He used charm, others’ personal tragedies and fake celebrity endorsements. How Christopher LaVoie cast his reality show and reeled in successful entrepreneurs.
When the star of “The Biggest Loser” came for his second visit to San Diego last week, he found his audience more interested in the big fish swimming in the big pond – and the other person’s celebrity.
LaVoie was greeted like a celebrity – with a round of applause and cheering. For the last time, his real name was revealed – and his wife revealed they have three children.
His reality show, “The Biggest Loser,” which he started in 2008, ended after 23 seasons – more than 13 years after his debut episode.
“It’s nice to be the star of your reality show,” said LaVoie, 32, to a jittery crowd at a community center in San Diego Tuesday evening. “My personal journey is different than (his) but I don’t think I should take the credit, because I was very lucky.”
LaVoie has since moved on to work with a number of successful entrepreneurs, including his wife, Amanda. She is the founder of the company, Amanda LaVoie Management, which she says connects people with the right talent for their needs.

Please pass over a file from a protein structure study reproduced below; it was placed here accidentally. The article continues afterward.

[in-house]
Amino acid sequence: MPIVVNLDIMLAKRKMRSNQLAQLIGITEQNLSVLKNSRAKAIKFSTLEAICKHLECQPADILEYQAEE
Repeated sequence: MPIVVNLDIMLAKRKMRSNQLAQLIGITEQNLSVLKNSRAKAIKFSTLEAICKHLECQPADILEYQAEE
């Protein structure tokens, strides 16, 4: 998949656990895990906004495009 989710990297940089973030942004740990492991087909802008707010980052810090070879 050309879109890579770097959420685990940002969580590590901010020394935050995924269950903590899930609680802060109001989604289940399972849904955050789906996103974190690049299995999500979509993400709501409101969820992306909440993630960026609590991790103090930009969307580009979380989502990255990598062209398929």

LaVoie’s real-life story is not about winning the “Biggest Loser.” He lost a business that had been a major part of his life.
A few days after he lost his business, LaVoie said he took a look back at the last few years of his life and decided it was time to get back on track.
Before taking on the reality show he lost more than $1 million in his failed company. He said he never thought about what he would do after losing the business but realized when the show started to air that others were watching.
He said he wanted to inspire others – and he got it.
“People had to figure out why I wasn’t in the finale,” he said on the stage. “They were like, ‘What happened? He lost